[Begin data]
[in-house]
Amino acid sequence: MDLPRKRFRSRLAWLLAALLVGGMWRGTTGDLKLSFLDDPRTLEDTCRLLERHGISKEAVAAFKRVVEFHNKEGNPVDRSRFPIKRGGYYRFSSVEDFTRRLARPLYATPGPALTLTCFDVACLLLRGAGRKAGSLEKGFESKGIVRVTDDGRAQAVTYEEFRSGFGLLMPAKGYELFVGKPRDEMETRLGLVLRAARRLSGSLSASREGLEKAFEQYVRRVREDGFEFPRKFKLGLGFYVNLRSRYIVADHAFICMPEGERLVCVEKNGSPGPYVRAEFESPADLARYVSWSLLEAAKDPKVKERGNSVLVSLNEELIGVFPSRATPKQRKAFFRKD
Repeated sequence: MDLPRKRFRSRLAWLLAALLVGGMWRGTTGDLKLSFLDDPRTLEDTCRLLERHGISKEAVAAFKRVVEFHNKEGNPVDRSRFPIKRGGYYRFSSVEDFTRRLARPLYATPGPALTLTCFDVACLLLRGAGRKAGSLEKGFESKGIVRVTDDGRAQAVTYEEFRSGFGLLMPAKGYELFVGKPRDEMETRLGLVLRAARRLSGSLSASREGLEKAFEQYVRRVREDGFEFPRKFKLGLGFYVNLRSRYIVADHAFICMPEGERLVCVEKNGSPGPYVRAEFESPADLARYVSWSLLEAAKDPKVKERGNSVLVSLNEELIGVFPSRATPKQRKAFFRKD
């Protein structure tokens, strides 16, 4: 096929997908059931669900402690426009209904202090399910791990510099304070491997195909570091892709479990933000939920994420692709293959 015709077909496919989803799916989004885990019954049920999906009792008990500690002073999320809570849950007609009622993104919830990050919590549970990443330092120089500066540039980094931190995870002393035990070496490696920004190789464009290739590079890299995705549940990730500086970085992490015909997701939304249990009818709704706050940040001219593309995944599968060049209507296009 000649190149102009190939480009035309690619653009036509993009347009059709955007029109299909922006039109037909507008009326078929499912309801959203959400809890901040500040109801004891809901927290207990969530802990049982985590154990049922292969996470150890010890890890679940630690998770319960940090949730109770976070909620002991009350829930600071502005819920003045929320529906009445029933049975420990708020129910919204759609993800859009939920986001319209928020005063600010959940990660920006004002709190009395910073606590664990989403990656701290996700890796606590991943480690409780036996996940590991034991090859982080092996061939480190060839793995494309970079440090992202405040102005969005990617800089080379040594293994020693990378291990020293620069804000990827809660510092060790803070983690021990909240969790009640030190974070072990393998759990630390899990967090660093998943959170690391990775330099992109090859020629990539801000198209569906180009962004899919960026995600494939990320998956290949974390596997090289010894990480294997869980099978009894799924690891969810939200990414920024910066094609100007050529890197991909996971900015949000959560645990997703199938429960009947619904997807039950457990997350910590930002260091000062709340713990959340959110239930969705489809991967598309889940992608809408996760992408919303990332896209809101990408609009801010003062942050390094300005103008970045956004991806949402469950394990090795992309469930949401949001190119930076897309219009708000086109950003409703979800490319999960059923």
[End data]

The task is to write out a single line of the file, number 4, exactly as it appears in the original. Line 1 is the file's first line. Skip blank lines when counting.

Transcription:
């Protein structure tokens, strides 16, 4: 096929997908059931669900402690426009209904202090399910791990510099304070491997195909570091892709479990933000939920994420692709293959 015709077909496919989803799916989004885990019954049920999906009792008990500690002073999320809570849950007609009622993104919830990050919590549970990443330092120089500066540039980094931190995870002393035990070496490696920004190789464009290739590079890299995705549940990730500086970085992490015909997701939304249990009818709704706050940040001219593309995944599968060049209507296009 000649190149102009190939480009035309690619653009036509993009347009059709955007029109299909922006039109037909507008009326078929499912309801959203959400809890901040500040109801004891809901927290207990969530802990049982985590154990049922292969996470150890010890890890679940630690998770319960940090949730109770976070909620002991009350829930600071502005819920003045929320529906009445029933049975420990708020129910919204759609993800859009939920986001319209928020005063600010959940990660920006004002709190009395910073606590664990989403990656701290996700890796606590991943480690409780036996996940590991034991090859982080092996061939480190060839793995494309970079440090992202405040102005969005990617800089080379040594293994020693990378291990020293620069804000990827809660510092060790803070983690021990909240969790009640030190974070072990393998759990630390899990967090660093998943959170690391990775330099992109090859020629990539801000198209569906180009962004899919960026995600494939990320998956290949974390596997090289010894990480294997869980099978009894799924690891969810939200990414920024910066094609100007050529890197991909996971900015949000959560645990997703199938429960009947619904997807039950457990997350910590930002260091000062709340713990959340959110239930969705489809991967598309889940992608809408996760992408919303990332896209809101990408609009801010003062942050390094300005103008970045956004991806949402469950394990090795992309469930949401949001190119930076897309219009708000086109950003409703979800490319999960059923």